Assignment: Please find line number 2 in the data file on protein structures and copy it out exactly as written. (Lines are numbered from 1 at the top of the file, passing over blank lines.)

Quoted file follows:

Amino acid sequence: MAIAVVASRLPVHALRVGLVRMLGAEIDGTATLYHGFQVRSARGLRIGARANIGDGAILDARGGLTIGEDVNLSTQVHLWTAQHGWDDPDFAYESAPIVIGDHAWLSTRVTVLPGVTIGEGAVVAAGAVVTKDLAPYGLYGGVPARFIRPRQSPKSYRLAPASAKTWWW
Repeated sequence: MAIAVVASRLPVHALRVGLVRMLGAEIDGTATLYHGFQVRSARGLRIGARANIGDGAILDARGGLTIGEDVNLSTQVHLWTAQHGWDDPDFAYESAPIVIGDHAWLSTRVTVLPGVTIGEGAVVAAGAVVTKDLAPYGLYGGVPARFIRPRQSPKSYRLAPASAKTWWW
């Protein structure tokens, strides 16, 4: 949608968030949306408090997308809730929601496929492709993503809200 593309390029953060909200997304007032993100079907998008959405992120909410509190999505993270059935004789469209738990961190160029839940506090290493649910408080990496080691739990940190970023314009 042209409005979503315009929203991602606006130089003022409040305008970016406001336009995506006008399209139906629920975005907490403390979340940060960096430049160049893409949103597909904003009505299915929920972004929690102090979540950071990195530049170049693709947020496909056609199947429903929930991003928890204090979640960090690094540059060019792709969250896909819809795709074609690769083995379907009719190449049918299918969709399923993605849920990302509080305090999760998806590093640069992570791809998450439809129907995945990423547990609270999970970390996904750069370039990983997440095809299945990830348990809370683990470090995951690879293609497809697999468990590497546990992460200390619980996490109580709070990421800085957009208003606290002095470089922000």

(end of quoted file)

Repeated sequence: MAIAVVASRLPVHALRVGLVRMLGAEIDGTATLYHGFQVRSARGLRIGARANIGDGAILDARGGLTIGEDVNLSTQVHLWTAQHGWDDPDFAYESAPIVIGDHAWLSTRVTVLPGVTIGEGAVVAAGAVVTKDLAPYGLYGGVPARFIRPRQSPKSYRLAPASAKTWWW